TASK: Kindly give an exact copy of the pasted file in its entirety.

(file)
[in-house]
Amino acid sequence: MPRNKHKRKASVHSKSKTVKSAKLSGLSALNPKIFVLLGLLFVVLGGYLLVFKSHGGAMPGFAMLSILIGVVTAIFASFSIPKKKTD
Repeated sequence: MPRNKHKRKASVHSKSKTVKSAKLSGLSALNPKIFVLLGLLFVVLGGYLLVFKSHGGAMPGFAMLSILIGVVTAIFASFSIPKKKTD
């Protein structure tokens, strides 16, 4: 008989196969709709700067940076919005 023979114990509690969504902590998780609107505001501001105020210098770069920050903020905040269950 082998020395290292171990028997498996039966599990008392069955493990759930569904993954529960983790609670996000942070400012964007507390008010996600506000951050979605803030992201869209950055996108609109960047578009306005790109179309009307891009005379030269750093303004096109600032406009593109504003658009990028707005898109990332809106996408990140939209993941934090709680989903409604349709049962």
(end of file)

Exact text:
[in-house]
Amino acid sequence: MPRNKHKRKASVHSKSKTVKSAKLSGLSALNPKIFVLLGLLFVVLGGYLLVFKSHGGAMPGFAMLSILIGVVTAIFASFSIPKKKTD
Repeated sequence: MPRNKHKRKASVHSKSKTVKSAKLSGLSALNPKIFVLLGLLFVVLGGYLLVFKSHGGAMPGFAMLSILIGVVTAIFASFSIPKKKTD
């Protein structure tokens, strides 16, 4: 008989196969709709700067940076919005 023979114990509690969504902590998780609107505001501001105020210098770069920050903020905040269950 082998020395290292171990028997498996039966599990008392069955493990759930569904993954529960983790609670996000942070400012964007507390008010996600506000951050979605803030992201869209950055996108609109960047578009306005790109179309009307891009005379030269750093303004096109600032406009593109504003658009990028707005898109990332809106996408990140939209993941934090709680989903409604349709049962």